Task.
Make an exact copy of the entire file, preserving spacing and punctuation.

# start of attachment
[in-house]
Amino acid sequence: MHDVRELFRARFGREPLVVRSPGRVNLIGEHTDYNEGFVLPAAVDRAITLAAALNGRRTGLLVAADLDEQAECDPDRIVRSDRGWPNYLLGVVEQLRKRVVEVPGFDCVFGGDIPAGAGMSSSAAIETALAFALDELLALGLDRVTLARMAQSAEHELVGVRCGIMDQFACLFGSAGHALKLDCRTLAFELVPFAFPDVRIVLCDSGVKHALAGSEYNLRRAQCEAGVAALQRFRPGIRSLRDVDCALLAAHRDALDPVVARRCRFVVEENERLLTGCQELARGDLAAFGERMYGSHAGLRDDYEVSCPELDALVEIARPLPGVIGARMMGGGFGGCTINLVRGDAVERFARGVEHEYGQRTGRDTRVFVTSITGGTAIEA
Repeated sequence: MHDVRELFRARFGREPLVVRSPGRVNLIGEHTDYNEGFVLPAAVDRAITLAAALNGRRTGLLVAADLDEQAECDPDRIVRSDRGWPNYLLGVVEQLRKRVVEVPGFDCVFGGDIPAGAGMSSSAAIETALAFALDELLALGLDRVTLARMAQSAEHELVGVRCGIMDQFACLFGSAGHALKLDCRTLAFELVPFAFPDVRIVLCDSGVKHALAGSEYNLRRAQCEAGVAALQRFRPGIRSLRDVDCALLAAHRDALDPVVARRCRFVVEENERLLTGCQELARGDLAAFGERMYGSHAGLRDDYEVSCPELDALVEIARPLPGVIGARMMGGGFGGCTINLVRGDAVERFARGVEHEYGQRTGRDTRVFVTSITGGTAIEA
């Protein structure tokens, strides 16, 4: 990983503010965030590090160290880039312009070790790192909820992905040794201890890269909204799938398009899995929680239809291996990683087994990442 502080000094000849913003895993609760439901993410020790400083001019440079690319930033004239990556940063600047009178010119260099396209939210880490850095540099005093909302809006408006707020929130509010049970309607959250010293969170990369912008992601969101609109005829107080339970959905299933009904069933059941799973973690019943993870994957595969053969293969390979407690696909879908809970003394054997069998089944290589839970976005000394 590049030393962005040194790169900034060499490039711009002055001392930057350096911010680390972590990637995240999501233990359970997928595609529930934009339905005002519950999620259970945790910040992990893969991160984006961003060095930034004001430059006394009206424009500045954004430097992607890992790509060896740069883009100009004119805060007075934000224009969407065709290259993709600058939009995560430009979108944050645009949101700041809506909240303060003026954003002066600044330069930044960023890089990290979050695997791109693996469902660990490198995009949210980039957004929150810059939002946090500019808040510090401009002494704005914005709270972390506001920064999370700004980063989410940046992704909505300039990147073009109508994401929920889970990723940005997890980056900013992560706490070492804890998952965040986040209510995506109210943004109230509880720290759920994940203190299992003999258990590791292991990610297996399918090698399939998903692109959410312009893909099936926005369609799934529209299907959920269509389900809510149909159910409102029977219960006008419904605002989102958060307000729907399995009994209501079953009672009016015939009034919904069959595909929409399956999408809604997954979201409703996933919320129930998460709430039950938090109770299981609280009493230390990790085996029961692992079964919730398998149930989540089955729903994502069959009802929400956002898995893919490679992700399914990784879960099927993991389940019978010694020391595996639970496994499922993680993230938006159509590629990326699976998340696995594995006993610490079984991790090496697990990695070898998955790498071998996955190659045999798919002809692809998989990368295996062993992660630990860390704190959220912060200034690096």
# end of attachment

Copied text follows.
[in-house]
Amino acid sequence: MHDVRELFRARFGREPLVVRSPGRVNLIGEHTDYNEGFVLPAAVDRAITLAAALNGRRTGLLVAADLDEQAECDPDRIVRSDRGWPNYLLGVVEQLRKRVVEVPGFDCVFGGDIPAGAGMSSSAAIETALAFALDELLALGLDRVTLARMAQSAEHELVGVRCGIMDQFACLFGSAGHALKLDCRTLAFELVPFAFPDVRIVLCDSGVKHALAGSEYNLRRAQCEAGVAALQRFRPGIRSLRDVDCALLAAHRDALDPVVARRCRFVVEENERLLTGCQELARGDLAAFGERMYGSHAGLRDDYEVSCPELDALVEIARPLPGVIGARMMGGGFGGCTINLVRGDAVERFARGVEHEYGQRTGRDTRVFVTSITGGTAIEA
Repeated sequence: MHDVRELFRARFGREPLVVRSPGRVNLIGEHTDYNEGFVLPAAVDRAITLAAALNGRRTGLLVAADLDEQAECDPDRIVRSDRGWPNYLLGVVEQLRKRVVEVPGFDCVFGGDIPAGAGMSSSAAIETALAFALDELLALGLDRVTLARMAQSAEHELVGVRCGIMDQFACLFGSAGHALKLDCRTLAFELVPFAFPDVRIVLCDSGVKHALAGSEYNLRRAQCEAGVAALQRFRPGIRSLRDVDCALLAAHRDALDPVVARRCRFVVEENERLLTGCQELARGDLAAFGERMYGSHAGLRDDYEVSCPELDALVEIARPLPGVIGARMMGGGFGGCTINLVRGDAVERFARGVEHEYGQRTGRDTRVFVTSITGGTAIEA
């Protein structure tokens, strides 16, 4: 990983503010965030590090160290880039312009070790790192909820992905040794201890890269909204799938398009899995929680239809291996990683087994990442 502080000094000849913003895993609760439901993410020790400083001019440079690319930033004239990556940063600047009178010119260099396209939210880490850095540099005093909302809006408006707020929130509010049970309607959250010293969170990369912008992601969101609109005829107080339970959905299933009904069933059941799973973690019943993870994957595969053969293969390979407690696909879908809970003394054997069998089944290589839970976005000394 590049030393962005040194790169900034060499490039711009002055001392930057350096911010680390972590990637995240999501233990359970997928595609529930934009339905005002519950999620259970945790910040992990893969991160984006961003060095930034004001430059006394009206424009500045954004430097992607890992790509060896740069883009100009004119805060007075934000224009969407065709290259993709600058939009995560430009979108944050645009949101700041809506909240303060003026954003002066600044330069930044960023890089990290979050695997791109693996469902660990490198995009949210980039957004929150810059939002946090500019808040510090401009002494704005914005709270972390506001920064999370700004980063989410940046992704909505300039990147073009109508994401929920889970990723940005997890980056900013992560706490070492804890998952965040986040209510995506109210943004109230509880720290759920994940203190299992003999258990590791292991990610297996399918090698399939998903692109959410312009893909099936926005369609799934529209299907959920269509389900809510149909159910409102029977219960006008419904605002989102958060307000729907399995009994209501079953009672009016015939009034919904069959595909929409399956999408809604997954979201409703996933919320129930998460709430039950938090109770299981609280009493230390990790085996029961692992079964919730398998149930989540089955729903994502069959009802929400956002898995893919490679992700399914990784879960099927993991389940019978010694020391595996639970496994499922993680993230938006159509590629990326699976998340696995594995006993610490079984991790090496697990990695070898998955790498071998996955190659045999798919002809692809998989990368295996062993992660630990860390704190959220912060200034690096």